America is still stuck with the National Day of Prayer, and the theocratic extremists it brings out of the woodwork like the National Day of Prayer Task Force, Jim Dobson and Franklin Graham. But many would like to declare National Day of Prayer history. Thank God for the Freedom From Religion Foundation.

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This post has 4 comments

  1. George Wade says:

    The Freedom from Religon Foundation, in its disdain driven fervor for all things religious, should note that the National Day of Prayer does not establish a religion. Rather, it merely sets aside a day to recognize a power greater than ourselves. What that "power" represents is defined by the individual, i.e., God or non-God (self?). What these people apparently don't realize is that their life beliefs constitute a "religion" as defined by Daniel Webster, i.e., "A cause, a principle, or an activity pursued with zeal or conscientious devotion." Likewise, this groups "fervent request" itself constitutes a "prayer", per Daniel Webster.

    America was unequivocally established as a Judeo-Christian nation. The Declaration of Independence, in establishing our national status, clearly recognizes the importance of our Creator in granting freedom to all mankind. As such, the Declaration absolutely de-legitimizes any effort by any governmental body to deny any individual freedom of faith (or non-faith). Lacking such declaration would imply that our "rights" are not inalienable, but defined by the "state."

    While our Pledge of Allegiance (to the United States of America) does state that "I pledge allegiance to the flag of the United States of America, one nation under God…," there is no definition of who "God" is. While Jehova is clearly the God implied, I would take no offense if an individual of a non-Judeo-Christan faith would, in their mind, be referring to the god of their faith. As for those of "no religious faith" (although their "religion" is in fact themselves…see above), I see no offense in their omitting the phrase "…under God…."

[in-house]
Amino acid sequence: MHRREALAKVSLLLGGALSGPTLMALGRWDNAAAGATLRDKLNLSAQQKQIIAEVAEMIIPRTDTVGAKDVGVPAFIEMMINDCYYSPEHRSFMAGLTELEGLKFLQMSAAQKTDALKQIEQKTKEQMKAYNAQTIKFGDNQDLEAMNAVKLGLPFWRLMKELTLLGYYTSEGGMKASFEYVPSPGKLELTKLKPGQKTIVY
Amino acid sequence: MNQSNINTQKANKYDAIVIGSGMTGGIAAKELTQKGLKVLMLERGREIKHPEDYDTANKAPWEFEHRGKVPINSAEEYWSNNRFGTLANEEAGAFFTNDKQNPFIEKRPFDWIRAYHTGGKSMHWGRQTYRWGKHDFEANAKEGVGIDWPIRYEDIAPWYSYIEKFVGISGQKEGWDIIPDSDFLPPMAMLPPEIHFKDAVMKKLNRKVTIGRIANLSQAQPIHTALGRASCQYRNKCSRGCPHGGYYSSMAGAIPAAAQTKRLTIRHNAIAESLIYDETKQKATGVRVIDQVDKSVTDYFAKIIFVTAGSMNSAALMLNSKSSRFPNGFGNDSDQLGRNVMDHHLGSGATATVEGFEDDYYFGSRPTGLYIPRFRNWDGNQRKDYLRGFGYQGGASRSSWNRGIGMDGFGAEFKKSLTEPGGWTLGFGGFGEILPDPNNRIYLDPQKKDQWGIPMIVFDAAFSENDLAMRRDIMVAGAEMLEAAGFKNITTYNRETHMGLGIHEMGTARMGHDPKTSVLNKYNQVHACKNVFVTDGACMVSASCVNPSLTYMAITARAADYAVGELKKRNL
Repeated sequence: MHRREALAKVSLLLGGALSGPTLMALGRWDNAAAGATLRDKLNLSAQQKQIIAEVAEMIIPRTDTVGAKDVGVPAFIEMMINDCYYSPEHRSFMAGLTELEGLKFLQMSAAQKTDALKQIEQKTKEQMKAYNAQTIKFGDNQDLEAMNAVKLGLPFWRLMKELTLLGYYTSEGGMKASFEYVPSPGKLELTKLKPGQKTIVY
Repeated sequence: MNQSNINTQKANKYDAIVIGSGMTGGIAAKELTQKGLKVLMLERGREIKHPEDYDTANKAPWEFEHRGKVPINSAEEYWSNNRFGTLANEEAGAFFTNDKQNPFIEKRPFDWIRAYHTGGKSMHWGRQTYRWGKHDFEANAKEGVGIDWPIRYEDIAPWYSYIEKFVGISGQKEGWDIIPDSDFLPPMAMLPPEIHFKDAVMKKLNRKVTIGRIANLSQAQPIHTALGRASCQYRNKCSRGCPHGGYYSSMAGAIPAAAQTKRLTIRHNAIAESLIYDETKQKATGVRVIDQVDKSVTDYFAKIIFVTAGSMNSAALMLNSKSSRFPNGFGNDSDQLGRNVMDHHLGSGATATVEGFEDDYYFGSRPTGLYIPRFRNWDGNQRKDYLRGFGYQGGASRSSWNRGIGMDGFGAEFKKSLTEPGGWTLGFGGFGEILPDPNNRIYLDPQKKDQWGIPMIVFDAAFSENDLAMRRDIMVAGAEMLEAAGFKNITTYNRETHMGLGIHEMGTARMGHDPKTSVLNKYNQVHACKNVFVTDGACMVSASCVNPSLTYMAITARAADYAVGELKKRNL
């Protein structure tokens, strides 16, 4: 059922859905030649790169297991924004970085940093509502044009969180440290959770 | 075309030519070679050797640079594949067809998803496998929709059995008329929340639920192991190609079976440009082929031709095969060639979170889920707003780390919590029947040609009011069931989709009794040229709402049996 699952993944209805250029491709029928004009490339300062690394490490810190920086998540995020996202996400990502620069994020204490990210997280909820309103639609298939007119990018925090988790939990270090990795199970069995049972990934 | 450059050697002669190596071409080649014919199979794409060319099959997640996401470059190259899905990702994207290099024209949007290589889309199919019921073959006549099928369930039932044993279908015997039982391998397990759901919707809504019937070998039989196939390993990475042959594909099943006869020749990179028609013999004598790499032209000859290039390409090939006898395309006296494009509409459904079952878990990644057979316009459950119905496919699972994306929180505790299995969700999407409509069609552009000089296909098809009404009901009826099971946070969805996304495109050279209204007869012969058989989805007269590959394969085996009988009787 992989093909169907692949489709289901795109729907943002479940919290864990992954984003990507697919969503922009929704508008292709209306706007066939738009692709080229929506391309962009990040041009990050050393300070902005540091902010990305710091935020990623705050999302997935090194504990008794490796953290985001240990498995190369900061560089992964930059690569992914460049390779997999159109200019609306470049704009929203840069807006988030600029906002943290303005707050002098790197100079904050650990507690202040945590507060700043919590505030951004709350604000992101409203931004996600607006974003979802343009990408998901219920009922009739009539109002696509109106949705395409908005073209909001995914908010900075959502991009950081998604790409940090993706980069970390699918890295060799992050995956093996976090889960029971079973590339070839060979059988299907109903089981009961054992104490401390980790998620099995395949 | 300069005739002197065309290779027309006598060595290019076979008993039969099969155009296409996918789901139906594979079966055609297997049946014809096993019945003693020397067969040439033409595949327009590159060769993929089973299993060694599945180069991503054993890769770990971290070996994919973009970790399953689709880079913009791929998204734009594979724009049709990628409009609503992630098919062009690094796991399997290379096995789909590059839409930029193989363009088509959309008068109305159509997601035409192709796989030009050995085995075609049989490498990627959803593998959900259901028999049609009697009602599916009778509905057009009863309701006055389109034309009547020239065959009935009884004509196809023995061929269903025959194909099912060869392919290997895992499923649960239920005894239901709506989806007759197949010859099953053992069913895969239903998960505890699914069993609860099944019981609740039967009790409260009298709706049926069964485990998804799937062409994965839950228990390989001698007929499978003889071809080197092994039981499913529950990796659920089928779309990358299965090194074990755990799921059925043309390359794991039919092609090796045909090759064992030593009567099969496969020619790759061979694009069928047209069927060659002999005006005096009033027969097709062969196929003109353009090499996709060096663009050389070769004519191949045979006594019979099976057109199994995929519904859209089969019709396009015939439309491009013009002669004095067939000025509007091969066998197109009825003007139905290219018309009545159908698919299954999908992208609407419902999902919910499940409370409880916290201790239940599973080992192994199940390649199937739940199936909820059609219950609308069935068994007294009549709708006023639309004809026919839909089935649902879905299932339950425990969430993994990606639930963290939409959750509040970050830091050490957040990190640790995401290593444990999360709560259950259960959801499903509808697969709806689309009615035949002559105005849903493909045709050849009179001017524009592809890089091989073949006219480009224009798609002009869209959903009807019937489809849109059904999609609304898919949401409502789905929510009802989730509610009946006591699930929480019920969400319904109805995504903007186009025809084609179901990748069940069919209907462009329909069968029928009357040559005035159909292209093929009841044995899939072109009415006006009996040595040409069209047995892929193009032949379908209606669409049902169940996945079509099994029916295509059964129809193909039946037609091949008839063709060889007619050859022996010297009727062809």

Finally, it is clear that among the nations of the world, those that are predominantly Judeo-Christian, are also among the most prosperous in the world. Biblical (and archaelogical) history records the dilemnas that befell the Jews (out of which Christianity arose) every time they departed from the precepts of their Jehovah-based religion. Likewise, throughout history, when holding to the precepts and practice of their religion, they prospered, even when the odds stacked against them were enormous. That same history is seen in the Jewish Holocaust as well as the modern Israel of today.

    GWade, MD (ret.)/PhD/Hematopathology Fellow

    Massachusetts

    • Peter Stone says:

      Um, George – I hate to break this to you, and it breaks my heart to have to do this, but the Declaration carries no force of law – it's a fantastic mission statement of sorts, a declaration of purpose, but the legal establishment of the USA is the Constitution. The Declaration is not binding – in any way, shape, or form. Furthermore, rights being dictated by law, rather than anything else, is for one, the way it works, and for two, part of a legal history that predates Christianity, and in fact predates Judaism.